What comes after capitalism?

We have found that the best way of learning is not to be instructed by an ‘expert’, it is to discuss and  listen to the experience and knowledge of others. At CUiSL we welcome everyone interested in learning about Marxism and applying it to analysing real-world problems. We meet on the third Thursday of the month on the top floor of Ruskin House, 23 Coombe Road, Croydon CR0 1BD at 7 pm and finish by 9 pm. There is no indoctrination, no fees and no restricted access – we are a truly open university. Our basic principles are that learning is a collective activity in which we Question Everything.

Our new series of classes starts on Thursday, 20 July when we will be examining the ideas in Peter Frase in his book Four Futures – life after capitalism.(Verso, 2016, ISBN 978-1-78168-813-7). This thought provoking  little book is well worth reading, but there is an excellent summary  https://www.youtube.com/watch?v=QS2lrusOO8E which will enable you to participate fully in the class. It should, however, be possible to engage with the class even if you have not done any preparation for it. Prior registration with an e-mail to cuisl@communist-party.org.uk would be appreciated but is not a requirement of attending.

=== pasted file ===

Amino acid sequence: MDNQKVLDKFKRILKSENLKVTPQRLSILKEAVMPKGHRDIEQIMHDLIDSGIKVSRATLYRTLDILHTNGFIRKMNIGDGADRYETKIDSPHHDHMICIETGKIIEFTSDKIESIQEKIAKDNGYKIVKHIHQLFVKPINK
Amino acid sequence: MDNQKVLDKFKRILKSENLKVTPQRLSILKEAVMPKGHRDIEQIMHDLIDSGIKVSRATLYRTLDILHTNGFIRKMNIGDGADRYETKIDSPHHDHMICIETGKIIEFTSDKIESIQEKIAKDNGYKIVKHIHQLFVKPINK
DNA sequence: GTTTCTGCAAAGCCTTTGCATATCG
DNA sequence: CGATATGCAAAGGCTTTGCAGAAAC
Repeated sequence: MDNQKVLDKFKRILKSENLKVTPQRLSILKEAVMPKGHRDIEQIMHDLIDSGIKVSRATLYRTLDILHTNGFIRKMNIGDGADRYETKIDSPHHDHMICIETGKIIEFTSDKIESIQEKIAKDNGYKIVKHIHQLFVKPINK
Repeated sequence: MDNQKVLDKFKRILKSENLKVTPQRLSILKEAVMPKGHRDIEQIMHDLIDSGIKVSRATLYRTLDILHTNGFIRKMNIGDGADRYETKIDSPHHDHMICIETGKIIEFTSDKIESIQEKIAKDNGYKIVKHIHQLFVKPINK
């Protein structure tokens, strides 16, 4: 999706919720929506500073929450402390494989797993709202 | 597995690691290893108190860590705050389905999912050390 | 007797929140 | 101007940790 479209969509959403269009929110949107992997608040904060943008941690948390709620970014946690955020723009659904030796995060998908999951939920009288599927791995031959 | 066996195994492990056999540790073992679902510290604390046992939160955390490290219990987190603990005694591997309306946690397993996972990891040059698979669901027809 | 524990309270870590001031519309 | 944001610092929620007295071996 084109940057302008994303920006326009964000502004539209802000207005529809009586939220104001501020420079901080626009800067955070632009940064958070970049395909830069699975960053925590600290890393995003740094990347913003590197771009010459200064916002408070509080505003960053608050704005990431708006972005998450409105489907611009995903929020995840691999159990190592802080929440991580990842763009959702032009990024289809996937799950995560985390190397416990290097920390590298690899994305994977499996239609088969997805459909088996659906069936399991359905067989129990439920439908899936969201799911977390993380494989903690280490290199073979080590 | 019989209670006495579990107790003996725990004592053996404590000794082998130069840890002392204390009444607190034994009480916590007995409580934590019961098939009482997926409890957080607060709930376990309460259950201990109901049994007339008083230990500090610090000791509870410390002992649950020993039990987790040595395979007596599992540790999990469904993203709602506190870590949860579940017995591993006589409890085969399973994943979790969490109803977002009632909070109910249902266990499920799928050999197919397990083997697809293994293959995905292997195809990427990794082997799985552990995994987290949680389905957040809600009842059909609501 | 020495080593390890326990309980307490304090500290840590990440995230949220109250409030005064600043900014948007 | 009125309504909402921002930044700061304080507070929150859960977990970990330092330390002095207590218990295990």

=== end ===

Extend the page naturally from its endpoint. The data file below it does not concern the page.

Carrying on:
In Four Futures Peter Frase argues that capitalism will collapse under the twin pressures of global warming and mushrooming automation. But in addition to the outcome envisaged by Marx – socialism from which, aided by the growth in productivity made possible by automation, we can begin to build communism,  Frase proposes three other possible outcomes

  • Socialism under conditions of continuing austerity, this austerity being the result of irrevocable damage to the environment caused by global warming.

  • Rentism under which capitalists, the present owners of wealth, can permanently maintain their control over the working class by monopolising intellectual property. 

  • ‘Exterminism’ –under which automation will enable the capitalist ruling class to do without the rest of us – the Earth’s 6 billion (soon to be former) workers .

These ideas and the assumptions behind them are well worth discussing. Do come along and help us do so.

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